Some keepers choose to solve both of the abovementioned needs at once with a Mega-Ray mercury vapor bulb. Mercury vapor bulbs produce extra-strong UVB wavelengths necessary for bearded dragons to build and maintain strong bones. They also produce a lot of heat, so you don’t need an additional heat lamp. Mercury vapor bulbs can’t be housed inside standard dome heat lamps because they get really hot — instead, they should be installed inside a wire cage heat lamp with a ceramic socket.

However, it should be noted that mercury vapor-type bulbs only provide concentrated UVB directly underneath them, neglecting the rest of the terrarium. So these may be better used in conjunction with a fluorescent UVB than on their own.

The ideal lighting arrangement for bearded dragons is to create a UVB gradient: Use a mercury vapor bulb for the basking spot, then install a fluorescent UVB spanning about half of the enclosure’s length next to it.

UVB Replacement schedule

  • Mercury vapor bulbs — every 6 months
  • T8 fluorescent — every 6 months
  • T5 fluorescent — annually

For more accurate monitoring of your bulb’s UVB output, consider investing in a Solarmeter.

The Ultimate Guide to Bearded Dragon Care - Bearded dragon temperatures + lighting requirements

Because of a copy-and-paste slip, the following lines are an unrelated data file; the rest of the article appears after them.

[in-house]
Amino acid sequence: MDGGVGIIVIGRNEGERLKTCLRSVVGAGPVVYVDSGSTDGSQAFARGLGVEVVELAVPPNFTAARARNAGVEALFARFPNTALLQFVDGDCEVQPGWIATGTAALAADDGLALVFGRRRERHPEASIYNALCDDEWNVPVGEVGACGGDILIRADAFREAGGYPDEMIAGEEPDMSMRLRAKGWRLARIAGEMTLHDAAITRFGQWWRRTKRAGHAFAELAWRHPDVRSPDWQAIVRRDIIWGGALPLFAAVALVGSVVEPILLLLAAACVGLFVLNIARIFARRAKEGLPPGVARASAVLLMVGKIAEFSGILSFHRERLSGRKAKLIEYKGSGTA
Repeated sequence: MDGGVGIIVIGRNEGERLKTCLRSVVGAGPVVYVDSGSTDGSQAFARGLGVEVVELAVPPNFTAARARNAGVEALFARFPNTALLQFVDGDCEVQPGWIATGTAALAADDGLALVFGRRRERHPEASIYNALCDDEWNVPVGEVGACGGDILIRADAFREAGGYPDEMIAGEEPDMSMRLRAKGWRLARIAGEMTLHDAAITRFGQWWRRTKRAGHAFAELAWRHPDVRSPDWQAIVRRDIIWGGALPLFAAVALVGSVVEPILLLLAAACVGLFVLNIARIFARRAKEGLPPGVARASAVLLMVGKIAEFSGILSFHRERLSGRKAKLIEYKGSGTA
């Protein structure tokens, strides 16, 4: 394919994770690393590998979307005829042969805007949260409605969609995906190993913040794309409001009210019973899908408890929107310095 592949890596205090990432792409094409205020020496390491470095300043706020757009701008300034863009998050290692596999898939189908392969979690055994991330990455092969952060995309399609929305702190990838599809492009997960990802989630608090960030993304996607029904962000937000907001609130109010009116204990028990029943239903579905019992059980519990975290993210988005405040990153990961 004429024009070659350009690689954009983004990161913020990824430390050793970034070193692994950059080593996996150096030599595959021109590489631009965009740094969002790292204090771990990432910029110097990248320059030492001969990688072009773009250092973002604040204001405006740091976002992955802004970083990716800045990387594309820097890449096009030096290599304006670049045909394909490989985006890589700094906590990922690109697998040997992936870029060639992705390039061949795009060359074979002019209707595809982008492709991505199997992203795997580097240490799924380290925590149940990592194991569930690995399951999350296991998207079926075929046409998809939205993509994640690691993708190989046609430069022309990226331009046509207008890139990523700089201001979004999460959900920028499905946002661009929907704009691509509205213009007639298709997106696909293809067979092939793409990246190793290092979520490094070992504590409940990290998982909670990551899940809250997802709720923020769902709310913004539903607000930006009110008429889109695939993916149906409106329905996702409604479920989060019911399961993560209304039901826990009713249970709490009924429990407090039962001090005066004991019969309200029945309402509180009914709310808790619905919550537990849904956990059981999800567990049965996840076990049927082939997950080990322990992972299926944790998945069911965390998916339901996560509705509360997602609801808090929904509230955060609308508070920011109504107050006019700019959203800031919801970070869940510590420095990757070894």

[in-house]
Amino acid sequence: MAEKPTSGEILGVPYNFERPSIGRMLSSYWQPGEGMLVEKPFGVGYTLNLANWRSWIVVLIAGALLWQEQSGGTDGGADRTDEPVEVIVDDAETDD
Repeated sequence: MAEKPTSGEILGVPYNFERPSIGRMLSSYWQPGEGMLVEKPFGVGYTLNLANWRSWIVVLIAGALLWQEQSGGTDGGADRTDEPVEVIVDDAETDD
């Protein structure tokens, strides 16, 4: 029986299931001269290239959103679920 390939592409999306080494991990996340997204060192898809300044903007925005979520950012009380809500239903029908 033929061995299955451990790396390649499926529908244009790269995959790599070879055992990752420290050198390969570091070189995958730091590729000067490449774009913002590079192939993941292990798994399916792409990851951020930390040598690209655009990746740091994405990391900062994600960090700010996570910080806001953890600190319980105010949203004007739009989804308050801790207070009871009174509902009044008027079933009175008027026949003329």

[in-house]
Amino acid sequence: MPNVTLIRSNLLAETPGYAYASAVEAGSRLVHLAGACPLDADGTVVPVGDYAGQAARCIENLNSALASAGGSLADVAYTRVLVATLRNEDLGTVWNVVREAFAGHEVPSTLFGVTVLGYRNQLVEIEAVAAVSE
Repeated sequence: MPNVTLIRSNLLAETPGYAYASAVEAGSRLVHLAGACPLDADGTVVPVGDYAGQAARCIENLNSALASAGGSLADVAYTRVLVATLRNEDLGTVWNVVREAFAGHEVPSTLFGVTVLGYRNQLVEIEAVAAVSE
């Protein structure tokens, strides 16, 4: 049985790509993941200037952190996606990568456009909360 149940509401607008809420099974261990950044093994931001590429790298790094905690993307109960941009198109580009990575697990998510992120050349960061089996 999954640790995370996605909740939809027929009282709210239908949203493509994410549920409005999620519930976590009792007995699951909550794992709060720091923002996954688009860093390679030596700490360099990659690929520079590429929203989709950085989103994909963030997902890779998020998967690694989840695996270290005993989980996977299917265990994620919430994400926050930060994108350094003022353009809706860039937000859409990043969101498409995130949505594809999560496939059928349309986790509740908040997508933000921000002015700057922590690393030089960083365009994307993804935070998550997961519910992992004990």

Like all reptiles, bearded dragons need heat to digest and maintain their immune systems. Without it, they get sick and die. Since bearded dragons are basking lizards, they use heat most effectively from an overhead heat source that mimics the sun.

What’s it like in Australia?

Pogona vitticeps is native to east-central Australia. To understand the Central bearded dragon’s needs for heat, let’s look at climatological data from the Australian Government Bureau of Meteorology, collected between 1950-2005:

  • Average temperatures between January-March are from 18-21°C minimum and 33-36°C maximum.
  • Average temperatures between March-May are from 12-15°C minimum to 24-30°C maximum.
  • Average temperatures between May-July are 18-24°C maximum.
  • Average temperatures between July-September are 18-24°C maximum.
  • Average temperatures between October-December are from 15-18°C minimum and 30-36°C maximum.

According to the Australian Government Bureau of Meteorology, average year-round temperature for this region is 24-30°C, or 75-86°F. This data set suggests that bearded dragons resist average daytime (ambient) temperatures of around 55°F at lowest and 97°F at highest.

Creating the right temperature gradient for your bearded dragon